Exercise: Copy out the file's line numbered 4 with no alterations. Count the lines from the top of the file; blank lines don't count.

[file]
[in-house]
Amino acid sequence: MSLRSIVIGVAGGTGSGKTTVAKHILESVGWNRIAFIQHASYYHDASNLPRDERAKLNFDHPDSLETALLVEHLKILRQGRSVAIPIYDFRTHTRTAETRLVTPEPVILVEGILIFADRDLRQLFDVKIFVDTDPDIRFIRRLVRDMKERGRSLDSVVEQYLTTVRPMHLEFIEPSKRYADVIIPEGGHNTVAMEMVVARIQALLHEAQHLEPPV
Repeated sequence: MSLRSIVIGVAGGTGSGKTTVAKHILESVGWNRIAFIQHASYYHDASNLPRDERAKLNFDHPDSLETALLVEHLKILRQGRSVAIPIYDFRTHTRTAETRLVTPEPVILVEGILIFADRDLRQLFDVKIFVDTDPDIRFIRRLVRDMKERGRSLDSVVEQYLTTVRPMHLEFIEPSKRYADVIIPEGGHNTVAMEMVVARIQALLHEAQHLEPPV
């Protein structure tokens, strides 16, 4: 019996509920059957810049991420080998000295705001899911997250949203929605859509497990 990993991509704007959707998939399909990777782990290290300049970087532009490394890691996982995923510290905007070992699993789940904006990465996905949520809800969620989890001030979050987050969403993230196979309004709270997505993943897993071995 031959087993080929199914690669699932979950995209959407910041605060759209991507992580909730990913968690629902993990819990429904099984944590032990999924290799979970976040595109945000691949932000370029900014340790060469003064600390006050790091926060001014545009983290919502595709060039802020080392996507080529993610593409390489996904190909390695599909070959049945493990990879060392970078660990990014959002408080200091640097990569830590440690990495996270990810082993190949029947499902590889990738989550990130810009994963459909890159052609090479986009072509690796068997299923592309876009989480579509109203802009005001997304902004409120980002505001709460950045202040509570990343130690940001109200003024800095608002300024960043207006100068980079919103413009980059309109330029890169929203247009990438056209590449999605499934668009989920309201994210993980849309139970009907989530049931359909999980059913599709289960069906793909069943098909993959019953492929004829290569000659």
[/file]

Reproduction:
């Protein structure tokens, strides 16, 4: 019996509920059957810049991420080998000295705001899911997250949203929605859509497990 990993991509704007959707998939399909990777782990290290300049970087532009490394890691996982995923510290905007070992699993789940904006990465996905949520809800969620989890001030979050987050969403993230196979309004709270997505993943897993071995 031959087993080929199914690669699932979950995209959407910041605060759209991507992580909730990913968690629902993990819990429904099984944590032990999924290799979970976040595109945000691949932000370029900014340790060469003064600390006050790091926060001014545009983290919502595709060039802020080392996507080529993610593409390489996904190909390695599909070959049945493990990879060392970078660990990014959002408080200091640097990569830590440690990495996270990810082993190949029947499902590889990738989550990130810009994963459909890159052609090479986009072509690796068997299923592309876009989480579509109203802009005001997304902004409120980002505001709460950045202040509570990343130690940001109200003024800095608002300024960043207006100068980079919103413009980059309109330029890169929203247009990438056209590449999605499934668009989920309201994210993980849309139970009907989530049931359909999980059913599709289960069906793909069943098909993959019953492929004829290569000659």